So in summary, for enlisted, Imperial Milit?rdienstzeichen could have the following numbers: XXIV, XX, XVIII, XVI, XII, X, VIII and VI.

  • XXIV - 1869-90 (no wreath); 1890-1913 (wreath)
  • XX - 1913-1918 (wreath on silver medallion)
  • XVIII: 1867-69 (wreath)
  • XVI: 1849-67 (wreath)
  • XII: 1867-69 (wreath); 1869-1913 (no wreath)
  • X: 1913-18 (no wreath, silver medallion)
  • VIII: 1849-67 (no wreath)
  • VI: 1911-18 (no wreath)

I will leave figuring out officers' crosses to you.

As for what you posted:

  • Post #1: Fantasy. There was no Imperial XXV for enlisted, and officers' crosses never had numerals.
  • Post #2: A standard enlisted XII from 1869-1913.
  • Post #3: Milit?rdienstzeichen 2. Klasse f?r Offiziere, 40 years if 1890-1913, 35 years if after 1913.
  • Post #4: Milit?rdienstzeichen 1. Klasse f?r Offiziere (1890-1918)
  • Post #5: A 25, not a 40/35. The mother-of-pearl and the odd eagle make me think provate purchase. This could be a pre-1890 1. Klasse or a post-1890 3. Klasse.
  • Post #6: Another 25.

Bert's Sammlerecke has a fair number of different varieties, showing differences in the eagles, the styles of the crosses and the mother-of-pearl background.

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Wow Dave, thanks for the generous and educational reply. That certainly clears up much of my confusion. thanks also for the link!!

Now you know.............

Ask, and ye shall receive.......

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@Dave thanks to your detailed reply. There is one thing i want to add. The older 25-Years-Type before 1867 has some small differences to the 25-years-distinction after. the types before 1867 have a crown above but NO crowns on the eagles heads.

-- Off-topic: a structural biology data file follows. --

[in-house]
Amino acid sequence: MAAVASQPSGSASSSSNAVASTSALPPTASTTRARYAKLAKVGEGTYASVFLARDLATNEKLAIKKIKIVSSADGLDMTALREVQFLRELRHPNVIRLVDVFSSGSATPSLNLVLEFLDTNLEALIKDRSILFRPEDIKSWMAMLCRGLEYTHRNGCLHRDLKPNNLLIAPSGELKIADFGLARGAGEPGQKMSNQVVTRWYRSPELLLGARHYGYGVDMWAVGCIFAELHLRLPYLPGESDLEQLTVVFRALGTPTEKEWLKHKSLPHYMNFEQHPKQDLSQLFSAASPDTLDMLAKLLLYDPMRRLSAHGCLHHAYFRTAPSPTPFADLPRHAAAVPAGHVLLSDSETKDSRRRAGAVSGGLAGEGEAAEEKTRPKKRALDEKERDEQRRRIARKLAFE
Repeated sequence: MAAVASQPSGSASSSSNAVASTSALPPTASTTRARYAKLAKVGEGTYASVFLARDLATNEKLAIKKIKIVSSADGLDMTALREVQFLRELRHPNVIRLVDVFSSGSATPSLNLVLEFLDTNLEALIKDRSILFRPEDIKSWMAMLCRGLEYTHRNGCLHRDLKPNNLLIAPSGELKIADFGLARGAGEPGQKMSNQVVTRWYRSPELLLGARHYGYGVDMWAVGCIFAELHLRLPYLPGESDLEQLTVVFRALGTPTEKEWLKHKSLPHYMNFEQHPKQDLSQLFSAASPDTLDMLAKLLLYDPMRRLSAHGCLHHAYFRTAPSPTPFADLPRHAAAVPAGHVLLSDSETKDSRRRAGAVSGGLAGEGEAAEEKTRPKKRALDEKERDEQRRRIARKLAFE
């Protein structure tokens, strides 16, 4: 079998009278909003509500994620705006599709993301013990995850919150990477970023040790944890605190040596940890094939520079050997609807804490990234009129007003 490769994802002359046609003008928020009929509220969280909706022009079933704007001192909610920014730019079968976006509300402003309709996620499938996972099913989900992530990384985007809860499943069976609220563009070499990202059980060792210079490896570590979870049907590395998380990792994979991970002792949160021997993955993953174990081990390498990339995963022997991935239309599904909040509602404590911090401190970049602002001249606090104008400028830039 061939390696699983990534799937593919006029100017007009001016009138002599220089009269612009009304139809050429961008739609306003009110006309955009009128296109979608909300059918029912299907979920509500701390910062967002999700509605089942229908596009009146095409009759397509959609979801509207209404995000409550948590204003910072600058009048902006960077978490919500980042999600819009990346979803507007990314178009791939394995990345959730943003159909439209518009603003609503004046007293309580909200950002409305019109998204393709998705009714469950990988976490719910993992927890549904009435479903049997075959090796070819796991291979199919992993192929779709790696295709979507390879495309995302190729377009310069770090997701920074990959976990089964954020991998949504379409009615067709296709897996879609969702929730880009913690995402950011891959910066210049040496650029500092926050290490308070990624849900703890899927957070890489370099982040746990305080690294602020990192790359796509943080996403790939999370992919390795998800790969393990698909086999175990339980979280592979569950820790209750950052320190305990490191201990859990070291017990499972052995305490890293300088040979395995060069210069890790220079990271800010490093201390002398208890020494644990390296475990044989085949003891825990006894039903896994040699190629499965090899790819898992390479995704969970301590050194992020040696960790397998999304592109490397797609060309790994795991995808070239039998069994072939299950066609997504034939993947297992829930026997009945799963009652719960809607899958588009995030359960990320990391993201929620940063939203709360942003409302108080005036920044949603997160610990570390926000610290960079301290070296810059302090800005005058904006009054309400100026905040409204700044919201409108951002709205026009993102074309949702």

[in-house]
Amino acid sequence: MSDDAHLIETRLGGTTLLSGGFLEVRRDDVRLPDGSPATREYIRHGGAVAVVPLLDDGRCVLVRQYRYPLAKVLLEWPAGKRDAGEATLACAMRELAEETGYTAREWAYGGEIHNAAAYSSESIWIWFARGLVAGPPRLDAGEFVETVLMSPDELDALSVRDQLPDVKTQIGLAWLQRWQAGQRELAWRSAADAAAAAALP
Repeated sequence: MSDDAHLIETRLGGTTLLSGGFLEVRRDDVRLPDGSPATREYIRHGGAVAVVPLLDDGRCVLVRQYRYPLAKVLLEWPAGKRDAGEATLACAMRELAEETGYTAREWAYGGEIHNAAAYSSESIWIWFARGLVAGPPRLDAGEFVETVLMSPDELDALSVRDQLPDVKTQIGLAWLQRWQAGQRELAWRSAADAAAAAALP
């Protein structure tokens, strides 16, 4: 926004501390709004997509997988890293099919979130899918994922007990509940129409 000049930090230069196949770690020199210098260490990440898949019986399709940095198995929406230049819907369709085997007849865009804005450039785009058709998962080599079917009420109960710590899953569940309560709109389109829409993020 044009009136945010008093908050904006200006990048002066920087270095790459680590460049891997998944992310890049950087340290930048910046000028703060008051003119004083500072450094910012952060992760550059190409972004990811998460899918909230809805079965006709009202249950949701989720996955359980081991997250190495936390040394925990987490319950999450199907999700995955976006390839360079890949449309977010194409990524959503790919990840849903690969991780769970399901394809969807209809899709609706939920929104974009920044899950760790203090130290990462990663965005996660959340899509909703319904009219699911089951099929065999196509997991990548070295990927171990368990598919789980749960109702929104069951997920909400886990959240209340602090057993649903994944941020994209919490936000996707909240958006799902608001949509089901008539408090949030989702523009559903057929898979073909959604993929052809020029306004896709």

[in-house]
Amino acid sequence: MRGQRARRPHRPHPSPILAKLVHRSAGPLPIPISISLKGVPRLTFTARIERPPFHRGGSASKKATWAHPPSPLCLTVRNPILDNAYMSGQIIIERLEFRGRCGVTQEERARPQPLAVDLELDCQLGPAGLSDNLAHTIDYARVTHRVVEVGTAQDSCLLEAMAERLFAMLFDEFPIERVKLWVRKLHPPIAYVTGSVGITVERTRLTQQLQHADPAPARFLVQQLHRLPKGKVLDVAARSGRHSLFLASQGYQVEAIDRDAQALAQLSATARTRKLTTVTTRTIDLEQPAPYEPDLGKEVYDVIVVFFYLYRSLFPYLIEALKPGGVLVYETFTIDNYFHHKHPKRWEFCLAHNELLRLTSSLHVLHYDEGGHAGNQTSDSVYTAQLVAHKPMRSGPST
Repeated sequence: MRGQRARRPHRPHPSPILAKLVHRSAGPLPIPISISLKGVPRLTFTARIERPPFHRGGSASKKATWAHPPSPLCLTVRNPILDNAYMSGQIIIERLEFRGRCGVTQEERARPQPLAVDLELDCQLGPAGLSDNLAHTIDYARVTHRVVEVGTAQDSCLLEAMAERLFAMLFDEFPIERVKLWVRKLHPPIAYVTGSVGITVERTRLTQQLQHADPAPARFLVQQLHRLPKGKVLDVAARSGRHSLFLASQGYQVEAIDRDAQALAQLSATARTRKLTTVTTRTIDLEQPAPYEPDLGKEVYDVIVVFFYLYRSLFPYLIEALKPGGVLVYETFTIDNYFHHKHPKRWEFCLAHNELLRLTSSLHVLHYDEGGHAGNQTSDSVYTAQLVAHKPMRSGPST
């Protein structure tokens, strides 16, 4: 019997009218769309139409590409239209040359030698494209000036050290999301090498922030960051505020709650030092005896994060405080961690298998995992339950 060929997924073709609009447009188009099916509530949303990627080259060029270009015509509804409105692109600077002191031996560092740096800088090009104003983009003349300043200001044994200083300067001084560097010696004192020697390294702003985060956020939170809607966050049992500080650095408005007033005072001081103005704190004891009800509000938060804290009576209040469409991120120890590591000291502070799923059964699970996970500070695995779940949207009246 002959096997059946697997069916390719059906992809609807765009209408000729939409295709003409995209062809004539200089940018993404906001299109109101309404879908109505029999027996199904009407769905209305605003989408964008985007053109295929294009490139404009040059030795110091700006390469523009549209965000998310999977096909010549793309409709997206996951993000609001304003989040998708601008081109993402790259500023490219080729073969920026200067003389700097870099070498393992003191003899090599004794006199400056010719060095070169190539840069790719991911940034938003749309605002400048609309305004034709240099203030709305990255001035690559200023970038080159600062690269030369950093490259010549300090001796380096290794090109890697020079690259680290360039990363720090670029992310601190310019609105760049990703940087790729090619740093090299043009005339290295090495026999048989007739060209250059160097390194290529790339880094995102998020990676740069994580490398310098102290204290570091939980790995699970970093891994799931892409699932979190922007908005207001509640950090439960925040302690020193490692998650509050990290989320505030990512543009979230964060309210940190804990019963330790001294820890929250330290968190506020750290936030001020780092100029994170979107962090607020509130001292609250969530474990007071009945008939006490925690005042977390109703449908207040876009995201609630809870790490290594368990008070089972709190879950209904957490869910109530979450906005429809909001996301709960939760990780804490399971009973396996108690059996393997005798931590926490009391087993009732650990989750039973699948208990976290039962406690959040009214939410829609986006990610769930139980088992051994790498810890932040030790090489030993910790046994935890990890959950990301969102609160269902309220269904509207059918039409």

the type after 1867 have a crown above AND crowned eagles aswell.

see the pictures and have a look at the eagles heads

regards haynau

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pic of the before 1867-type. Pics from berts sammlerecke aswell.

All backsides with mother of pearl are private purchased pieces. many austrian officers wore white blouses at this era. the crosses, worn of the uniform, without mother of pearl could cause ugly spots.

haynau

Edited by haynau

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dave and haynau!

i've been "schooled"!

great body of information, and many thanks

to rick for the pictures to put the information

in perspective..

great thread!

joe :D

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Mother of pearl, that's sweet :love: . Why not throw in one with black enamel.

Is it fair to assume this is a private purchase as well?

KR

Peter

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Mother of pearl, that's sweet :love: . Why not throw in one with black enamel.

Is it fair to assume this is a private purchase as well?

KR

Peter

Hi Peter, beautifull piece. Private Purchased by the officer-comrades of Infantery Regiment Number 11, says the dedication on the backside.

Infanterieregiment Johann Georg Prinz von Sachsen Nr.11 was foundes 1629 and had garrison in Prague

haynau

PS: I also know pieces with tortoise shell on the backside

Edited by haynau

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Greetings Haynau, excellent details and information. I had not realized the differences on the eagles. I was always just looking at the suspensions! Thanks!!

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Here you have a 1st class, for 12 years in service, cross for NCO's and fighting men. It's the third Model (1890 - 1913) and has a case made out of carton. It was purchased privately and was non official.

It is part of the estate of an Austrian Sicherheitswache Beamter (Part of the Police), named Engelbert Aschenbrenner.

-Johannes

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Can someone "sticky" this thread? There is a lot of good information here and I have a heck of a time searching for it whenever I need to refresh myself on the various versions of the long service crosses.

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Hello All

Any member have info on line regiment No 71 Galgotzy they can share please.

Thanks

Yankee

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Ah, that's the sort of piece that with 1905, 1906, and 1907 Schematismus-es, should be possible to identify who the recipient was. There can't have been more than one recipient of a 25 in 1906?